In clear water one will see (good ‘Sunnies’ help) that the water up against the rocks is a deeper blue (deep water but sandy bottom) but not quite black (rocky bottom) and the colour gets lighter as one goes further out and then goes darker again as the water gets deeper.  If the bottom is not visible (dirty water), then very careful observation should show the swell lifting when it gets to the shallower area of the bank and reducing when it gets into the deeper water on the inside.  This is more evident on a low tide, but in a bigger sea, it will also do this on a high tide.   In this case, there is little point in putting your bait in the middle of the bank because if the water is not working on the bank, it is highly unlikely that the fish would be there.  If the water is really clear, then they are going to be over the back of that bank or else right up against the rocks almost at your feet.  They could also be on the inside edge of that outer bank but that would be third choice.  Generally in these sorts of situations, as soon as darkness approaches, the fish come right up to the rocks.  Far casts are not going to help you here.  Always remember whenever possible, especially in a new area, try to thoroughly investigate the intended fishing area on the low tide, with the sun in a high position if possible. 

A good thing to look for on any deep-water stretch of coast is an outstanding feature such as an area where sand is churning at the entrance to a large gully or even just a large gully that is generating quite a bit of white water.  These features tend to be permanent and attract passing predators.  Another feature that can help you position your bait better is if you can identify a fairly big expanse of submerged rock, which leads on to a very narrow piece of rock.  The only way that one can really see this is again by way of colour of the water or the way the swells tend to lift a lot higher as they pass over it or break on it.  Fish are attracted to these areas and pretty much as you would do if you were snorkelling in a sheltered bay, the fish will explore the rocky areas and follow the edge of the rocky area, where it meets the sand until they come to the next big expanse of rock that they would again go and explore. The idea is to position the bait on that very narrow area that everybody has to pass over.  Once again, this can call for some fairly accurate casts as a thoughtless cast in this kind of spot can put you out in the desert or in a crayfish hole!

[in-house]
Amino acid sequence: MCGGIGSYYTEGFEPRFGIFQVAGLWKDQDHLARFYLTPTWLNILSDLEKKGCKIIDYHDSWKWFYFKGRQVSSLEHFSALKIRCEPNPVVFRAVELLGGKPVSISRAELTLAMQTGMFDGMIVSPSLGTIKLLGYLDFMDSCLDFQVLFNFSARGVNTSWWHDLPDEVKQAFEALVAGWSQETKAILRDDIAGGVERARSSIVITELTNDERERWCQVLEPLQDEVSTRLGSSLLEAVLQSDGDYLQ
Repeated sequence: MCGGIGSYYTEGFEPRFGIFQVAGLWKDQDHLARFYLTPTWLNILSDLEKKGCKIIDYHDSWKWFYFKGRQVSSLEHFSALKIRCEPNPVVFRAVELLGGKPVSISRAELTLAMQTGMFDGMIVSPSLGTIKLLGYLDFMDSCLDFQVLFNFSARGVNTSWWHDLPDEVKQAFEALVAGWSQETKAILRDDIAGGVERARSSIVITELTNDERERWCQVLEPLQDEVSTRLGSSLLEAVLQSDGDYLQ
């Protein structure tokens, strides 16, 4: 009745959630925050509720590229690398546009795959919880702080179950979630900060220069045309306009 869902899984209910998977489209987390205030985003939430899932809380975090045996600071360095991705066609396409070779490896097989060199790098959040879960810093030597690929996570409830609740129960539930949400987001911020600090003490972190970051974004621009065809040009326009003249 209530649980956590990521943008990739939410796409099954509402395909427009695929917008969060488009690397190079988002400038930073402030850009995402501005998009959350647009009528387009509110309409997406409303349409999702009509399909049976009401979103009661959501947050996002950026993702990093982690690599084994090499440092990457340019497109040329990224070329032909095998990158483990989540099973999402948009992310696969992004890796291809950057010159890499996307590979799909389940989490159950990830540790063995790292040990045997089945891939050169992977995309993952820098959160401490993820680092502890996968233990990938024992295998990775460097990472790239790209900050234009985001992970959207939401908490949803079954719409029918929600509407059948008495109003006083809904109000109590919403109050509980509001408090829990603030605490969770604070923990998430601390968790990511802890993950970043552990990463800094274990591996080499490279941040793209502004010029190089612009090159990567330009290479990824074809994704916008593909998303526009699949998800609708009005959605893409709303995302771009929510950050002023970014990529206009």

The Blinder

This is a rock or reef that rises up to just above or below the surface and is surrounded by deep water.  On a really calm day it may hardly be visible and would normally not work as well as when a wave is breaking on it and putting a nice covering of white water over the rock and the deep water, which is normally on the inside.  Just as with the isolated sand bank, this is a very productive spot.  It does tend to work better in clean water, but will also hold fish when the water is off-colour but then the water needs to be calm.  Whilst big sharks can be targeted in these areas, unless it is Raggies or Spotted Gully Shark type fish, they are best avoided as you will invariably be cut off or hung up on the rocks.  These sort of spots tend to be very “big edible-ish” but obviously one would need to be rigged to bully these fish out of the rocks. 

In the next edition, we will cover the smaller pan fish type spots on Rocky Shores.